It ends at the beginning, in the light. The light of lightning itself, whose arrow sounds the trumpet and crowns the hero. The light of a suite for brass, organ, and percussion. The light of a staff rather than a sickle, reaping a crop of victory. The light of a rainstorm of artificial light, showering the ground with sparks—and spikes—of mercury and glass. The light of a hero at the plate, rounding the bases and returning home. The light of the best baseball film there ever was, The Natural.
Stark in its contrasts and sometimes contradictory in its use of names, The Natural is a story about light. The titular star is a Nebraskan, not a naïf, whose name shines for a single summer after a long winter of misery and exile. His name is Roy Hobbs (Robert Redford), right fielder for the New York Knights. He wears number 9, a symbol as overt as his blood-stained flannel, signifying both the removal of a silver bullet of a nail from his body and the mortality of his flesh.
His enemies include a gambler, a temptress, a judge, a seductress, and a scribe.
His angel is a mother named Iris (Glenn Close), radiant in her goodness, with clothes as white as snow. She is his muse in Chicago, his maiden in Manhattan. She’s the light at a day game, the burst of daylight at a one-game playoff at night.
The light delivers the pennant to the Knights.
The light delivers a different ending than Bernard Malamud’s novel of the same name. The light delivers a Hollywood ending in which Hobbs has a second act in his American life, eschewing the city for the country; escaping the lure—and lucre—of the East for the modesty of the West; evading the green light across the bay for the sunlight amidst the plains.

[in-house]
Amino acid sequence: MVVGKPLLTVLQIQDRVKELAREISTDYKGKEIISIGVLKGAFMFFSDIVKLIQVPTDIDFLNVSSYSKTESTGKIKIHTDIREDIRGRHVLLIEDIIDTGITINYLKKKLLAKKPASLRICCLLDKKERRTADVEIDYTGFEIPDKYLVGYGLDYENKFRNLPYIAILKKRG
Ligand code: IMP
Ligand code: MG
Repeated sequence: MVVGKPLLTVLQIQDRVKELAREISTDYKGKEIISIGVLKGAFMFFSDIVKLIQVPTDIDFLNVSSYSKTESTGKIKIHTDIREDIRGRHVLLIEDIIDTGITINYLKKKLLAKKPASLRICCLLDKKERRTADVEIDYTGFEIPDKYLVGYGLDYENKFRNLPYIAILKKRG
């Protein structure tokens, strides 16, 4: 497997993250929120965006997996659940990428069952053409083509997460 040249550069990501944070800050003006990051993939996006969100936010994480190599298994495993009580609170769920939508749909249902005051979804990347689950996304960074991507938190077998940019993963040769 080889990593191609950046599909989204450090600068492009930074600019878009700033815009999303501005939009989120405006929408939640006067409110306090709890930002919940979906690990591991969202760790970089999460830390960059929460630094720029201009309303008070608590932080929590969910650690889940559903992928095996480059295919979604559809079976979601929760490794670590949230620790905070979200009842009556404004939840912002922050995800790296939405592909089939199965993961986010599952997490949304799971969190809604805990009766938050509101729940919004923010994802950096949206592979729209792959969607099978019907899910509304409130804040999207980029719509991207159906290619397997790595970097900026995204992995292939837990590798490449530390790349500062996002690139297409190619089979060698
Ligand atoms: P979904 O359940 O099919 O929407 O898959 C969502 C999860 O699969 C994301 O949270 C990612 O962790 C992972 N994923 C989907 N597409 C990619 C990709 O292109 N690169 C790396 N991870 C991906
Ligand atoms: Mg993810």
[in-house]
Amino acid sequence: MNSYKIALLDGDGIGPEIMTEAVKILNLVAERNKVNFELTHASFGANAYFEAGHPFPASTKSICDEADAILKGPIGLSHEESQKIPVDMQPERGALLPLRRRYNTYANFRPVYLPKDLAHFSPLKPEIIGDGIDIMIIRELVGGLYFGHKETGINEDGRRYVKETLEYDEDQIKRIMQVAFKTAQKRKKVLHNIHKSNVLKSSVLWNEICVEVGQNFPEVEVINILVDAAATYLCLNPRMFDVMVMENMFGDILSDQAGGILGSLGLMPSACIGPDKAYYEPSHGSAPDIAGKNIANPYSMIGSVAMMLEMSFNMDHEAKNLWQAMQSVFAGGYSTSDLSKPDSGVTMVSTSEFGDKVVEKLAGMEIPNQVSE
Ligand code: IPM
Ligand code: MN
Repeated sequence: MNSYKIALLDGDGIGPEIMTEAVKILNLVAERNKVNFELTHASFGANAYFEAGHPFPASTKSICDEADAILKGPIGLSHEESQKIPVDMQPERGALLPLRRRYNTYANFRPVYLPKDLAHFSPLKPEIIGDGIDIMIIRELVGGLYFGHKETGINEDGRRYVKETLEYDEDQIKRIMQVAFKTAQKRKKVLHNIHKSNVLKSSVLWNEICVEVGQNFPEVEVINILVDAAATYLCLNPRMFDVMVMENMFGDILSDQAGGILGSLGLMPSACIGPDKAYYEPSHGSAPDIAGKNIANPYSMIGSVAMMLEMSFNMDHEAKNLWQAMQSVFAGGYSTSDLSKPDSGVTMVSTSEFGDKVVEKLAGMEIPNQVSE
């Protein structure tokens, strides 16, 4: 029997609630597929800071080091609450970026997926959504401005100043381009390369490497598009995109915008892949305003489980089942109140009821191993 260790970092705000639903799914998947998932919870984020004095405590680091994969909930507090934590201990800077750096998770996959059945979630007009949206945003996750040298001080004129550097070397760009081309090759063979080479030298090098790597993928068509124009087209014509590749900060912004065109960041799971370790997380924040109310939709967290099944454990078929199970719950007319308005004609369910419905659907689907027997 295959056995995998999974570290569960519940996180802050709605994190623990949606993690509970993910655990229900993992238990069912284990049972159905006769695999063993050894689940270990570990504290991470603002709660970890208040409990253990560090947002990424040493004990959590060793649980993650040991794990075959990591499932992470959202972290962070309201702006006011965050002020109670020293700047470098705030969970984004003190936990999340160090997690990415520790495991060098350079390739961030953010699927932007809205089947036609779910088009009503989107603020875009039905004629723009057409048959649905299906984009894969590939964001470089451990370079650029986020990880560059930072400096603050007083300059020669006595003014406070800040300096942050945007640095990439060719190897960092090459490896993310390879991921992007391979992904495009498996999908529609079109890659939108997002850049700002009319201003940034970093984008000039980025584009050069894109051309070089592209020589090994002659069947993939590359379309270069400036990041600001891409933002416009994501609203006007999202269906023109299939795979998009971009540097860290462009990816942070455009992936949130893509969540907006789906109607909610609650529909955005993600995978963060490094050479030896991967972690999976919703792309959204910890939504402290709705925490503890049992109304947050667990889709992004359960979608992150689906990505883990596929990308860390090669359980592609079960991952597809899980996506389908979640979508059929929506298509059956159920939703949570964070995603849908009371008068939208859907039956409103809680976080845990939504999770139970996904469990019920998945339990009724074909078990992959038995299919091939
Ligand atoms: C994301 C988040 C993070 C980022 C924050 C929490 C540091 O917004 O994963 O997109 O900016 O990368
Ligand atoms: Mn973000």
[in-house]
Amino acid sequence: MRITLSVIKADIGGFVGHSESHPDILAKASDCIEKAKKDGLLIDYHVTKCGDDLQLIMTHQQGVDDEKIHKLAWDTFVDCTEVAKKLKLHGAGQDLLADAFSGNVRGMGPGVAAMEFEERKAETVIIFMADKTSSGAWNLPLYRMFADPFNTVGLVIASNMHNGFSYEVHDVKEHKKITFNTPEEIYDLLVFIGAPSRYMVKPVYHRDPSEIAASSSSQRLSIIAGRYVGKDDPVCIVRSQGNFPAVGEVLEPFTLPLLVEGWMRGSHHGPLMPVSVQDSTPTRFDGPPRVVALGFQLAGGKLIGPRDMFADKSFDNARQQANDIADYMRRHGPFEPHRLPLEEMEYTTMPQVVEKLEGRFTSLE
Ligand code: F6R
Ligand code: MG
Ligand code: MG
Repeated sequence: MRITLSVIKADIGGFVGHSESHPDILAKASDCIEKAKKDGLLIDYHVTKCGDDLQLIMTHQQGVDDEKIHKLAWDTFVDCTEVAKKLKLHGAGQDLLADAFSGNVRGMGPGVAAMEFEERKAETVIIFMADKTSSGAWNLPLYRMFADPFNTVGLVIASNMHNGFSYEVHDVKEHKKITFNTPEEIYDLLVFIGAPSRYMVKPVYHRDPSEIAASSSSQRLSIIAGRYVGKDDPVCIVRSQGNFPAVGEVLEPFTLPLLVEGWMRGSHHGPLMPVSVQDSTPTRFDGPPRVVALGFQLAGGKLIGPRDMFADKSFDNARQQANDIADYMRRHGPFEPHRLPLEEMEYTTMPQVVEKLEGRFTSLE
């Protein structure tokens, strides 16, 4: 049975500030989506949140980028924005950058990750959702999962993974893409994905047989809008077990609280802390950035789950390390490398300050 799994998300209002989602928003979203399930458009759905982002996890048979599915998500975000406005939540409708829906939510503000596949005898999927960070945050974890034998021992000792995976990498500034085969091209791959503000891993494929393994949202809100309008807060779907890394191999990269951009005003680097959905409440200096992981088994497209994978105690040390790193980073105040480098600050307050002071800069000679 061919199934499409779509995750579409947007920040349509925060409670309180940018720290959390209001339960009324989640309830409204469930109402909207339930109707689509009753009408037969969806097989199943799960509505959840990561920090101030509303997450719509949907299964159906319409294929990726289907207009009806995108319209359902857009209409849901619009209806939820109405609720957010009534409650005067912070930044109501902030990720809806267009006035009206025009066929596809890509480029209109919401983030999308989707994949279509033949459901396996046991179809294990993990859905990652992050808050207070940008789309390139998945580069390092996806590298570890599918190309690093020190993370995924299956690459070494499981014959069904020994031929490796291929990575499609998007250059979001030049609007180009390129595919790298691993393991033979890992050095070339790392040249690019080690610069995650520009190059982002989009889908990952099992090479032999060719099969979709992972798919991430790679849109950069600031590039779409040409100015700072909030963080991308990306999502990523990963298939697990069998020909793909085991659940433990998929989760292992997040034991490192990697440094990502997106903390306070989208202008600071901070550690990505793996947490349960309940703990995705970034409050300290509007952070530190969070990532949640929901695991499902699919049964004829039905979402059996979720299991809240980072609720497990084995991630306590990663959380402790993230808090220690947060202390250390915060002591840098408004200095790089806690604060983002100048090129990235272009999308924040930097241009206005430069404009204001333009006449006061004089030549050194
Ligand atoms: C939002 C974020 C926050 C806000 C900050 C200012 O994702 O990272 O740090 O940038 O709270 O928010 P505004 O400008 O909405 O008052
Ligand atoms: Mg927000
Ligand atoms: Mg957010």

The light is the daybreak of morning in America.
The morning is the creation of Phil Dusenberry, whose screenplay is a prologue to the script for
Ronald Reagan’s “Morning in America”: a wide-angle shot of the nation at work, from the lights of an urban harbor to the light above the heartland, culminating in a train carrying the 40th president of the United States.
The light is a remembrance—and a romance—of things past, encompassing the nation’s civil religion and the public’s devotion to the national pastime; recreating, too, those public institutions that grace the landscape with monuments big and small, from ballparks to buildings throughout the city of Buffalo, New York, including the main concourse of the Central Terminal and the neon signs of the Parkside Candy Shoppe.
The light sanctifies the scenery of upstate New York, not far from the Chautauqua Institution and Palestine Park, where a miniature model exists of the Holy Land.
The light reveals the cities and the hills and the rivers and the seas. The light is a path toward replicas of Jericho and Jerusalem, exalting Jesus and the Jewish people. The light runs from the banks of the Jordan to the depths of Jacob’s Well, inviting all to rejoice beside the waters of affusion and acceptance.
The light is a fleeting wisp of glory, where the Knights linger through September. The light lasts for one brief shining moment, while its legacy is everlasting. The light is a scoreboard and bold, signaling kindness and redemption. The light is fanfare for an uncommon man.
About this man, future generations of filmgoers will still say, “There goes Roy Hobbs, the best there ever was in this game.”